Endogenous Fertility, Endogenous Growth and Public Pension System: Should We Switch from a PAYG to a Fully-Funded System?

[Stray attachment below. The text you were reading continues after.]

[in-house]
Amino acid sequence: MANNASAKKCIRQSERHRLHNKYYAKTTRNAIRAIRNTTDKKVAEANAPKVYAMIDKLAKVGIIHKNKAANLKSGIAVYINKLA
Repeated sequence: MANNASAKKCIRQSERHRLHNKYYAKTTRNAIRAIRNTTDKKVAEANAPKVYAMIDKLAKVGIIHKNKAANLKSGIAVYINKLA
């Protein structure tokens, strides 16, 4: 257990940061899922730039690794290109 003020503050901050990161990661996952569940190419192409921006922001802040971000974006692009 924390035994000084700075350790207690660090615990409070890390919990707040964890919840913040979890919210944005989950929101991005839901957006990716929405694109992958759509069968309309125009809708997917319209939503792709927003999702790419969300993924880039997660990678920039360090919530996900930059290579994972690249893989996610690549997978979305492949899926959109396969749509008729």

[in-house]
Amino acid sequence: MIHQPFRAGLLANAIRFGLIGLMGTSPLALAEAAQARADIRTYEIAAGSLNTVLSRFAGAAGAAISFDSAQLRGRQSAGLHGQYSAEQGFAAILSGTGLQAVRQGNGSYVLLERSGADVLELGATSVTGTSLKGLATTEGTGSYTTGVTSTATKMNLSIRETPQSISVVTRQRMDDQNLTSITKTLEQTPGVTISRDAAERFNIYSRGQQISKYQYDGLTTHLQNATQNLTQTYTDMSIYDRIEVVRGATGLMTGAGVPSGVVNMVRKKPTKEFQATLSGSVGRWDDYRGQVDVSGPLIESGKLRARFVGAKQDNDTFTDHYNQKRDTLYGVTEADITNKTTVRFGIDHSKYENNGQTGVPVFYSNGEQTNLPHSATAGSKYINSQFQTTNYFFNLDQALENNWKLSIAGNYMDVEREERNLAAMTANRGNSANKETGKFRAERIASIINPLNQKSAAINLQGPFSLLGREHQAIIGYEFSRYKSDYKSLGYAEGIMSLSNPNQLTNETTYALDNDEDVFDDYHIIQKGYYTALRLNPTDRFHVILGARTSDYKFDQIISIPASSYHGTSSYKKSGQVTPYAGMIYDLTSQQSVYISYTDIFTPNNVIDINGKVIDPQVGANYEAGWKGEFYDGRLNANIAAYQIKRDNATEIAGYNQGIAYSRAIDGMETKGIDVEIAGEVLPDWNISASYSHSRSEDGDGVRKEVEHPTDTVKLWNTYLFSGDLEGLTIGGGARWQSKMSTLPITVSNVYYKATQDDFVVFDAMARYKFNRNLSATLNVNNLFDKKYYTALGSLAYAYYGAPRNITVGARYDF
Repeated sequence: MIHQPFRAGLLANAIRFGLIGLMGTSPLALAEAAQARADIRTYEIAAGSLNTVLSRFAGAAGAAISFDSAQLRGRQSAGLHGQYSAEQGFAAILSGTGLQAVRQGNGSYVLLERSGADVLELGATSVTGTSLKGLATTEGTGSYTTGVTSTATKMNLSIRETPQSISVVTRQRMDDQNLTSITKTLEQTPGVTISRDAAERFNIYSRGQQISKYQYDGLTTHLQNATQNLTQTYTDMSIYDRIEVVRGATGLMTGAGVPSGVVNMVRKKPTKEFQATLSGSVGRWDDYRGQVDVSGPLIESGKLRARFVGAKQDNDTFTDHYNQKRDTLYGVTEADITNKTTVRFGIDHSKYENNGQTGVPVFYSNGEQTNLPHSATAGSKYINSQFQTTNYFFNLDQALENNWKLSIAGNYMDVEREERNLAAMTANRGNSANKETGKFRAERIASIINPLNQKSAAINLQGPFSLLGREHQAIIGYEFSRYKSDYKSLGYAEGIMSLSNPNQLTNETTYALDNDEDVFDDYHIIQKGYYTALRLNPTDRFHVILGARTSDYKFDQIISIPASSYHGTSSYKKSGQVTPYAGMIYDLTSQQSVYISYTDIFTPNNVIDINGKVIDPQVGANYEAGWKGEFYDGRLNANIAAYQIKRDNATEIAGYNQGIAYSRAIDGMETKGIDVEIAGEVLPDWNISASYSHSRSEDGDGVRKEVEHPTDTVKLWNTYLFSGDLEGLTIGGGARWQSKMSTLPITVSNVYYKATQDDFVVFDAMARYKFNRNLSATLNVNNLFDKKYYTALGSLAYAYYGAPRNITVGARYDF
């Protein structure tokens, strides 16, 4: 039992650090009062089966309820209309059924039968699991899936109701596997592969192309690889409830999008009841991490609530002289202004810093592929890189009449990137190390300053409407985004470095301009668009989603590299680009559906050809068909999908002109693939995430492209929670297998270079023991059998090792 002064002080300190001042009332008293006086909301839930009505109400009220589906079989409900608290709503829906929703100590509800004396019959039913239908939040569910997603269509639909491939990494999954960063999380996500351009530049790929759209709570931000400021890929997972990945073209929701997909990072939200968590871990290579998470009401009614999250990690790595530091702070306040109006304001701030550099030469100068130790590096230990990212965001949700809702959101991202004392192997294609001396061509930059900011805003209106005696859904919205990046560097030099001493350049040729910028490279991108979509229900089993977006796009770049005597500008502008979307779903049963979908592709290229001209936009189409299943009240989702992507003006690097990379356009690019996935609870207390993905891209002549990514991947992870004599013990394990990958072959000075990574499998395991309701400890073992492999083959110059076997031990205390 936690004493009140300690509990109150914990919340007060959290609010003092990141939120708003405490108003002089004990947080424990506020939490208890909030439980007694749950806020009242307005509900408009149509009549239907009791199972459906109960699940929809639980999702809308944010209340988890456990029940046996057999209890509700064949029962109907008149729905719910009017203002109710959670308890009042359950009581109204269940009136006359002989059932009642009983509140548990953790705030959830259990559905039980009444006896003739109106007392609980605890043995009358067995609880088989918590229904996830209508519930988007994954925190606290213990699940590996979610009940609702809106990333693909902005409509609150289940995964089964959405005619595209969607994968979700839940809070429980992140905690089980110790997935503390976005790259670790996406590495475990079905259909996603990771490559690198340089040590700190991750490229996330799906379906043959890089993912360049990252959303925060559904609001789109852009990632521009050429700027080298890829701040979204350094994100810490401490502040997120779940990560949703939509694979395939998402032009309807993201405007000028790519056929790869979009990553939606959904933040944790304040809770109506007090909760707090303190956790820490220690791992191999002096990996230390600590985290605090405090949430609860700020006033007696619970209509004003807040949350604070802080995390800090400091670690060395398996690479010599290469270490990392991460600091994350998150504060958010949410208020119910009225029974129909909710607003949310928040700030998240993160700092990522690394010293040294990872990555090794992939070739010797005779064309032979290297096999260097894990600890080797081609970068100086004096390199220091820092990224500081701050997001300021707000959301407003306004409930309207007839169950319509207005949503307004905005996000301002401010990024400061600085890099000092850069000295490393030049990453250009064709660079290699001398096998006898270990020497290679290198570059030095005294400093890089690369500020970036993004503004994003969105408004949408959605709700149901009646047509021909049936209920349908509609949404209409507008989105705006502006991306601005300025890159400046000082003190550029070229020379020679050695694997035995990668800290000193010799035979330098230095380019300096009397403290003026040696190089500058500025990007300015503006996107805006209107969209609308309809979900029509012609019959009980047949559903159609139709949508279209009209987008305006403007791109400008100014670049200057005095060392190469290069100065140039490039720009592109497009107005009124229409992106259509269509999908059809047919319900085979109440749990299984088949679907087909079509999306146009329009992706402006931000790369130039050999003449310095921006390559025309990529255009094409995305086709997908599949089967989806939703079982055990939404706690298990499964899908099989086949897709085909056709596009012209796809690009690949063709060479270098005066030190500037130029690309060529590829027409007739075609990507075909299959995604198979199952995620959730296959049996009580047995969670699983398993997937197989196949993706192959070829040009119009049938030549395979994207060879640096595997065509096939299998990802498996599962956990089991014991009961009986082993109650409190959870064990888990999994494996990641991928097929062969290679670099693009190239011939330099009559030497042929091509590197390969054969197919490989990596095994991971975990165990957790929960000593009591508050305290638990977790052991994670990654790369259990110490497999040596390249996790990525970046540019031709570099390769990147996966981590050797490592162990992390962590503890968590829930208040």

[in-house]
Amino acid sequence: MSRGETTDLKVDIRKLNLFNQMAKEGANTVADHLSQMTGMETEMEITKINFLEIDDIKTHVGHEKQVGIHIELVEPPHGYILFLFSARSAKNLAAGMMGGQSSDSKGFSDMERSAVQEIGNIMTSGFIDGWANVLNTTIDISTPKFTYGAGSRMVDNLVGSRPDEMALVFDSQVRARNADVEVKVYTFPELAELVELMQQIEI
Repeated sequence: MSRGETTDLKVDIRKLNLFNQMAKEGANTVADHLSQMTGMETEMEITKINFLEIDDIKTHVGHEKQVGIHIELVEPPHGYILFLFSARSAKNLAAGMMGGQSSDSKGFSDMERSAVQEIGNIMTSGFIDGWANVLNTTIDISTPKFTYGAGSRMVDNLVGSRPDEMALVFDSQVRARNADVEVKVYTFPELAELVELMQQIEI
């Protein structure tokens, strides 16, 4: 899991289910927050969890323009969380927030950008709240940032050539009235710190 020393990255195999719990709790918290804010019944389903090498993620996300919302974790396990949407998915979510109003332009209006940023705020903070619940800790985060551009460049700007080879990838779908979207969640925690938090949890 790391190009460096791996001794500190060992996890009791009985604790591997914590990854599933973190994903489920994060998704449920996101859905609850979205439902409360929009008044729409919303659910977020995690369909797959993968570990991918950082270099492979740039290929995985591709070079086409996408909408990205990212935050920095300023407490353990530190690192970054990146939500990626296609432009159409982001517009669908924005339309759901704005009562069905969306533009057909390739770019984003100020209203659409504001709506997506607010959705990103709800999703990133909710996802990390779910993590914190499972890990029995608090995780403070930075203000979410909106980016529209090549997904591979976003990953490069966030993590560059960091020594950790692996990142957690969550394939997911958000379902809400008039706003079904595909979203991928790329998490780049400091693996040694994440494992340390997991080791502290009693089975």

This paper studies the implications of state pension plan reform on fertility and on growth. It extends the Grossman and Yanagawa (1993) endogenous growth framework by incorporating altruism, making fertility endogenous. We investigate the effect on long-run growth of a switch from a Pay-As-You-Go (PAYG) pension system to a fully-funded system. We show that a PAYG pension system is associated with a lower fertility rate than a fully-funded system. This lower fertility in turn increases the rate of growth. Hence, switching from a PAYG system to a fully-funded system may be harmful, especially for developing countries in which limited resources are heavily stressed by high fertility rates. In addition, we propose a hypothetical pension system, the Saving Subsidy Program (SSP), which would yield a higher growth rate than the PAYG system. The SSP consists of a minimum benefit level for each retiree and of a subsidy to private savings.
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